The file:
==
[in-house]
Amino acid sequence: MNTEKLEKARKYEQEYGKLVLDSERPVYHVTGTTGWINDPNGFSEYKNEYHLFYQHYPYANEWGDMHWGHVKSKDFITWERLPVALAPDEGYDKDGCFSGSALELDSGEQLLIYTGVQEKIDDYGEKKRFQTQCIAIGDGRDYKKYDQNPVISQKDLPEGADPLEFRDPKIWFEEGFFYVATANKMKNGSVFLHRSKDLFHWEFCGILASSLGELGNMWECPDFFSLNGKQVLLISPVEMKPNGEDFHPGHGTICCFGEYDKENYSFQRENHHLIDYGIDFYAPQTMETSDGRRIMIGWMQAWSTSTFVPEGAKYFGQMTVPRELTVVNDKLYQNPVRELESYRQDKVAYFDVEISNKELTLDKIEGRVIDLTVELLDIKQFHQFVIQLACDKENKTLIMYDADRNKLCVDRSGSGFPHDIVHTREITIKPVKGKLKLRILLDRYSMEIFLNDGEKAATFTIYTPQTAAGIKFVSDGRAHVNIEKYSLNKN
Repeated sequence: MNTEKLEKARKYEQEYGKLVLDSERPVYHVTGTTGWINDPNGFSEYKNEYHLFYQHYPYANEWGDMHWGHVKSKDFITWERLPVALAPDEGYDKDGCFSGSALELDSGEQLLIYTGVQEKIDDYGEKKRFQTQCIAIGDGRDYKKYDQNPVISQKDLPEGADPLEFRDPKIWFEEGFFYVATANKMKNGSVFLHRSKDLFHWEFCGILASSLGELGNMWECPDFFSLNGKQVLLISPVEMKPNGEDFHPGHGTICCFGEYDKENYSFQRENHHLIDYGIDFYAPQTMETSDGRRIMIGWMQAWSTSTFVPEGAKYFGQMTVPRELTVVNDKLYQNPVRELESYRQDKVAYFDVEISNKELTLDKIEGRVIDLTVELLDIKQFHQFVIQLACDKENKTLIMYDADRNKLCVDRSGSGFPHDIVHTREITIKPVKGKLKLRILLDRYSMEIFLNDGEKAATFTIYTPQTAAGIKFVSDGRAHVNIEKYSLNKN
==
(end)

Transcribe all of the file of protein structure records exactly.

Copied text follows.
[in-house]
Amino acid sequence: MNTEKLEKARKYEQEYGKLVLDSERPVYHVTGTTGWINDPNGFSEYKNEYHLFYQHYPYANEWGDMHWGHVKSKDFITWERLPVALAPDEGYDKDGCFSGSALELDSGEQLLIYTGVQEKIDDYGEKKRFQTQCIAIGDGRDYKKYDQNPVISQKDLPEGADPLEFRDPKIWFEEGFFYVATANKMKNGSVFLHRSKDLFHWEFCGILASSLGELGNMWECPDFFSLNGKQVLLISPVEMKPNGEDFHPGHGTICCFGEYDKENYSFQRENHHLIDYGIDFYAPQTMETSDGRRIMIGWMQAWSTSTFVPEGAKYFGQMTVPRELTVVNDKLYQNPVRELESYRQDKVAYFDVEISNKELTLDKIEGRVIDLTVELLDIKQFHQFVIQLACDKENKTLIMYDADRNKLCVDRSGSGFPHDIVHTREITIKPVKGKLKLRILLDRYSMEIFLNDGEKAATFTIYTPQTAAGIKFVSDGRAHVNIEKYSLNKN
Repeated sequence: MNTEKLEKARKYEQEYGKLVLDSERPVYHVTGTTGWINDPNGFSEYKNEYHLFYQHYPYANEWGDMHWGHVKSKDFITWERLPVALAPDEGYDKDGCFSGSALELDSGEQLLIYTGVQEKIDDYGEKKRFQTQCIAIGDGRDYKKYDQNPVISQKDLPEGADPLEFRDPKIWFEEGFFYVATANKMKNGSVFLHRSKDLFHWEFCGILASSLGELGNMWECPDFFSLNGKQVLLISPVEMKPNGEDFHPGHGTICCFGEYDKENYSFQRENHHLIDYGIDFYAPQTMETSDGRRIMIGWMQAWSTSTFVPEGAKYFGQMTVPRELTVVNDKLYQNPVRELESYRQDKVAYFDVEISNKELTLDKIEGRVIDLTVELLDIKQFHQFVIQLACDKENKTLIMYDADRNKLCVDRSGSGFPHDIVHTREITIKPVKGKLKLRILLDRYSMEIFLNDGEKAATFTIYTPQTAAGIKFVSDGRAHVNIEKYSLNKN